Florida coach Billy Donovan made one thing clear after his Gators fell 89-77 to visiting Kentucky on Tuesday night: Wildcats coach John Calipari is spoiled this season, and in the best way possible.
Kentucky's fans, legacy, and talent are all hands-down the best in the Southeastern Conference. But it's superior depth that allowed the Wildcats to pull away after Florida tied Kentucky at 72-72 with just over five minutes left.
Donovan said it's also the depth that gives Calipari free reign to run his dribble drive offense and pressure defense any way he wants.
“He's got a coach's dream in a lot of respects,” Donovan said. “Because if one guy's not doing what he wants him to do, he just throws another guy in there and that makes it a lot easier on him.”
So when Donovan chose to concentrate his team's defensive efforts on Kentucky freshman John Wall, it was another freshman guard—Eric Bledsoe—that reaped the benefits. Bledsoe scored a team-high 25 points and added seven rebounds and five assists to Kentucky's winning effort.
Along with the trend of Kentucky's youth allowing big leads to vanish, turning potential blowouts into barn burners, this season has been about finding the player that will step up when Wall's covered.
Against Louisville, it was freshman DeMarcus Cousins who went for 18 and 18. Against Georgia, junior Patrick Patterson rose to the occasion, scoring 17 points to go with Wall's 17.
As the Gators attempted to take Wall out of Tuesday night's game by double teaming him and stunting his drives toward the basket, Calipari said Florida sometimes forgot about Bledsoe. The freshman shot 3-of-4 from three-point range and 10-of-13 on field goals.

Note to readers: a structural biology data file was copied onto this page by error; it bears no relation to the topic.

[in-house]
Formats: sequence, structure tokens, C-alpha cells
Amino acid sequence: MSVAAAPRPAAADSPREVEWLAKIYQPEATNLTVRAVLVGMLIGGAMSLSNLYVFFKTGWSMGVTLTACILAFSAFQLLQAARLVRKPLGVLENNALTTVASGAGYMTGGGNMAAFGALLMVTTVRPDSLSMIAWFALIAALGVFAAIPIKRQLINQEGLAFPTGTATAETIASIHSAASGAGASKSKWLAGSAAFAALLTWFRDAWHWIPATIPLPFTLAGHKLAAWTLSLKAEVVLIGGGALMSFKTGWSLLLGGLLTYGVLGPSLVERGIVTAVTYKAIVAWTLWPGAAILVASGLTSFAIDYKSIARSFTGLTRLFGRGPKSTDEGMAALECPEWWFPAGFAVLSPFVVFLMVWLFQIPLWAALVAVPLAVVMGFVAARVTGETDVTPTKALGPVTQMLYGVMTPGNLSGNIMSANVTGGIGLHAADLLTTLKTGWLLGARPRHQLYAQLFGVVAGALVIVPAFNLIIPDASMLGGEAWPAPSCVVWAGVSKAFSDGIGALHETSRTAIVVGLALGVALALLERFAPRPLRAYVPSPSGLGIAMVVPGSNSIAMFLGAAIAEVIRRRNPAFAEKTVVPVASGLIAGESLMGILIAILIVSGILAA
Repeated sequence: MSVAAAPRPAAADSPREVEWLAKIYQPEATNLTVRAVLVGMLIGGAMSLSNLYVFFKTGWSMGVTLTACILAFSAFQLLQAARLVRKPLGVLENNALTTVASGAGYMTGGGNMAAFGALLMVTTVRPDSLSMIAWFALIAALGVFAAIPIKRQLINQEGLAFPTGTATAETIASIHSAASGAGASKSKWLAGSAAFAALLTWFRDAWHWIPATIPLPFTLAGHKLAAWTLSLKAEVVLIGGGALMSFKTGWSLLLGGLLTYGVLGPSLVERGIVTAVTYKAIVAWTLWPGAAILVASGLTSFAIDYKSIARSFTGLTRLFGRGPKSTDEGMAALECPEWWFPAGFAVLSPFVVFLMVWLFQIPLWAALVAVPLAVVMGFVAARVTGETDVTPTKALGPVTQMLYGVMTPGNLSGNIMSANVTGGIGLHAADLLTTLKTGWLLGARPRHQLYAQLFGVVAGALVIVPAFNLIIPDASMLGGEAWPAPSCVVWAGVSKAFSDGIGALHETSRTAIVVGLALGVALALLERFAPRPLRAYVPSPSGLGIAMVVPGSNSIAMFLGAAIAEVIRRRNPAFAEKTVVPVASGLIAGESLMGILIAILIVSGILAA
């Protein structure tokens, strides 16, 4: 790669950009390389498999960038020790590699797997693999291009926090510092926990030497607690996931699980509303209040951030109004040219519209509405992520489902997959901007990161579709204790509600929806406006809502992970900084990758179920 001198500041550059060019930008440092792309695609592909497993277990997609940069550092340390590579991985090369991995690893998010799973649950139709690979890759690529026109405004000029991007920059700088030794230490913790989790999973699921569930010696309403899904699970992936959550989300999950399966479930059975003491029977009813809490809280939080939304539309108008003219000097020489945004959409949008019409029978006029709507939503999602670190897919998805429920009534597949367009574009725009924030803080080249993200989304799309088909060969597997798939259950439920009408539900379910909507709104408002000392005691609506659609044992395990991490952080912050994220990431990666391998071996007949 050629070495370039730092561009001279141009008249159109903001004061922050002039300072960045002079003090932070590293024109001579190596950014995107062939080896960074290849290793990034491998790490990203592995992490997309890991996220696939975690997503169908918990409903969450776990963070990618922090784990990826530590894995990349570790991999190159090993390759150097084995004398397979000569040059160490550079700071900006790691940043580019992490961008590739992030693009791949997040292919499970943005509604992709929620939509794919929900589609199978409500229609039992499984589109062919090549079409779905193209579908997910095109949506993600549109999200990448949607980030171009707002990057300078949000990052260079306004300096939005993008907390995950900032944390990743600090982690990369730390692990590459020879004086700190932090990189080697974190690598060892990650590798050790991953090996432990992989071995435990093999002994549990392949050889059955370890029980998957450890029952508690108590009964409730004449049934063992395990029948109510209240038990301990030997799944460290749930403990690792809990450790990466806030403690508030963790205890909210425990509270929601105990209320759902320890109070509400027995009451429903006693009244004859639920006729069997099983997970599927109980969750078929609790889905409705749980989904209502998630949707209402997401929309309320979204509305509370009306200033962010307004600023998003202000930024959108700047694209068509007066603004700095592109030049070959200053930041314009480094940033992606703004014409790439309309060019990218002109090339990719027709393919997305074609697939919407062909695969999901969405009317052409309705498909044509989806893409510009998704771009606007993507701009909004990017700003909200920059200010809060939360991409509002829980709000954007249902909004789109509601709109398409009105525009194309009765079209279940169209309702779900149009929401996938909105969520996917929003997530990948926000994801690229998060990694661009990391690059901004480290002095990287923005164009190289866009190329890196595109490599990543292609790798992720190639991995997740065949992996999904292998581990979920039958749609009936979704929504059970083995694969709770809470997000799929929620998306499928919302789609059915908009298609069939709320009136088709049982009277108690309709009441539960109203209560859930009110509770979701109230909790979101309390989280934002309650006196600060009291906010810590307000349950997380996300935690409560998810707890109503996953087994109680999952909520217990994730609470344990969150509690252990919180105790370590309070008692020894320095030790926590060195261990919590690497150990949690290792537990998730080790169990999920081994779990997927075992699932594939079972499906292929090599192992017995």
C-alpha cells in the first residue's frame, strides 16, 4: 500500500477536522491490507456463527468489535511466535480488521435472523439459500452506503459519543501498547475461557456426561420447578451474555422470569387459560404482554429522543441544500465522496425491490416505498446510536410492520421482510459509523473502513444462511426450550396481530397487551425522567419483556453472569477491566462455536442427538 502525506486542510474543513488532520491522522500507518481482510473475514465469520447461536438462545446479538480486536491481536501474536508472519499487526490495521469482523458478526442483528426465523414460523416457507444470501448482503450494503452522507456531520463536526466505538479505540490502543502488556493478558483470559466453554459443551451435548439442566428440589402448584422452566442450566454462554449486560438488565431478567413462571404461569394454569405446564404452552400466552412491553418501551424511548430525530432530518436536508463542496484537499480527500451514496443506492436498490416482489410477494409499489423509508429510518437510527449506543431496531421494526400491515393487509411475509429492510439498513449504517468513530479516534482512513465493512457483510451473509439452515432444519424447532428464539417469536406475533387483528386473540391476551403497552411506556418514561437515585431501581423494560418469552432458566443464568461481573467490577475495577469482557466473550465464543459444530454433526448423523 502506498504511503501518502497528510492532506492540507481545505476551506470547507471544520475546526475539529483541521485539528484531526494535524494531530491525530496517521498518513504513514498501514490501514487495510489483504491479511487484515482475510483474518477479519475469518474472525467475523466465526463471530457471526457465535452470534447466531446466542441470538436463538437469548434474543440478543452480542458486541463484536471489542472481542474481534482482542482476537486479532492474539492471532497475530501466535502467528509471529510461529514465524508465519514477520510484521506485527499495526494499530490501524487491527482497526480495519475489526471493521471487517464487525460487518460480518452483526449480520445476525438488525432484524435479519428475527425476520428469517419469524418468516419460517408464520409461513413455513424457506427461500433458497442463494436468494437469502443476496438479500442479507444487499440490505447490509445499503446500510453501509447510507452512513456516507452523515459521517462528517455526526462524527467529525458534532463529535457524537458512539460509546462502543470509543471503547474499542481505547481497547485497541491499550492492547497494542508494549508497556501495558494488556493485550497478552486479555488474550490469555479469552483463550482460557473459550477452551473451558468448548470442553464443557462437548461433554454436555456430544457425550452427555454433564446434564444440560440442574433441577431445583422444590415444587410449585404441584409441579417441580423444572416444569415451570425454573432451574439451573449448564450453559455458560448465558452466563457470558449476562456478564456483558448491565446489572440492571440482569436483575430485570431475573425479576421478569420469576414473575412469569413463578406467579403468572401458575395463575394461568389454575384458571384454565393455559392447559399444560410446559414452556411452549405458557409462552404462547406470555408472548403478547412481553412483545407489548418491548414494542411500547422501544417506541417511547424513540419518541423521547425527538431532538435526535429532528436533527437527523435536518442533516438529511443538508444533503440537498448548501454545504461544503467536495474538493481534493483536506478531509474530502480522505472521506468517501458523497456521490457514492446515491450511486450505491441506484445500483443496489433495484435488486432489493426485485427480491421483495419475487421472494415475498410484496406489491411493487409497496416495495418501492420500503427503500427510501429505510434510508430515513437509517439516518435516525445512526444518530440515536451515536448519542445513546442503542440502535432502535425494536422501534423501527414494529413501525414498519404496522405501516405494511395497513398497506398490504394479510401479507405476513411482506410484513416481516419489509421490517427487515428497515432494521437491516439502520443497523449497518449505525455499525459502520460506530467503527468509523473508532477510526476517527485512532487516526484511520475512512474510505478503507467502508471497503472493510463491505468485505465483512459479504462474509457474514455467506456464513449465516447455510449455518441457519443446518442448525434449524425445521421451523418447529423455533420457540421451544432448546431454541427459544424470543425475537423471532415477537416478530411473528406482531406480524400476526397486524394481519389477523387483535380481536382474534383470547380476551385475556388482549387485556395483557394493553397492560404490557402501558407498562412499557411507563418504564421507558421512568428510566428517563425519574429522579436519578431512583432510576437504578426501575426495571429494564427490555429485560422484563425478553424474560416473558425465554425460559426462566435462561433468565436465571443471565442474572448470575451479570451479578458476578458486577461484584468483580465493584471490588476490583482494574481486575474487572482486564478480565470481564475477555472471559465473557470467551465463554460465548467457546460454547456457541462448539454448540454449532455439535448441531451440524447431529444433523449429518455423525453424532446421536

“I think what Billy was doing was saying we're going to make this game hard for John and make these other guys make plays,” Calipari said. “Then Eric, when we put John off the ball, it kind of shifted to John and it gave Eric room to just go score.”
Although Calipari was impressed with Bledsoe's numbers, he was also surprised. Outside of having Bledsoe's grandmother in the stands, who drove from his hometown of Birmingham, Ala., to see him play, Calipari said there were no other indications coming into the game that Bledsoe would steal the show.
Well, except that the Kentucky-Florida showdown headlined ESPN's Super Tuesday lineup.
“When the TV lights go on, it seems like that kid steps up and makes plays and isn't afraid," Calipari said. "Can you imagine that? A freshman—has no idea what he's doing—and goes for 25."
The last time the Wildcats played on a national stage as they did Tuesday night, Bledsoe supplied a steady 12 points in the Louisville game. He was also good for 23 points in Kentucky's first true road win, at Indiana.
Whether it's because of the TV fame or a chip-on-the-shoulder road attitude, Bledsoe said he didn't know. What he did know was that someone outside of Wall has to become a consistent option.
And Bledsoe is fine if that's himself.
“Everybody's going to sag in on John and leave everybody else. They're going to try to stop DeMarcus and leave everybody else," Bledsoe said. "I'm just going to have to pick it up for other people.”
The reason could also be family. Some of Bledsoe's relatives, including his mother, were in attendance at the Louisville game, already buying into the rivalry by sporting anti-Rick Pitino shirts.
But it was before the Louisville game that Bledsoe began his double-figures scoring streak, which stretched to four games with his career-high 25 points against Florida. And when Kentucky continues its two-game road trip at Auburn this Saturday, Calipari said he's ready for a fifth breakout performance from his freshman shooting guard.
The first-year Kentucky coach also understands that the key might not be how the Tigers choose to isolate Wall to free up others on the offensive end, but rather if Bledsoe's grandmother chooses to hit the road en-route to a nearby game.
“Let me just tell you, she better be at Auburn when we play this weekend,” Calipari said, straight-faced.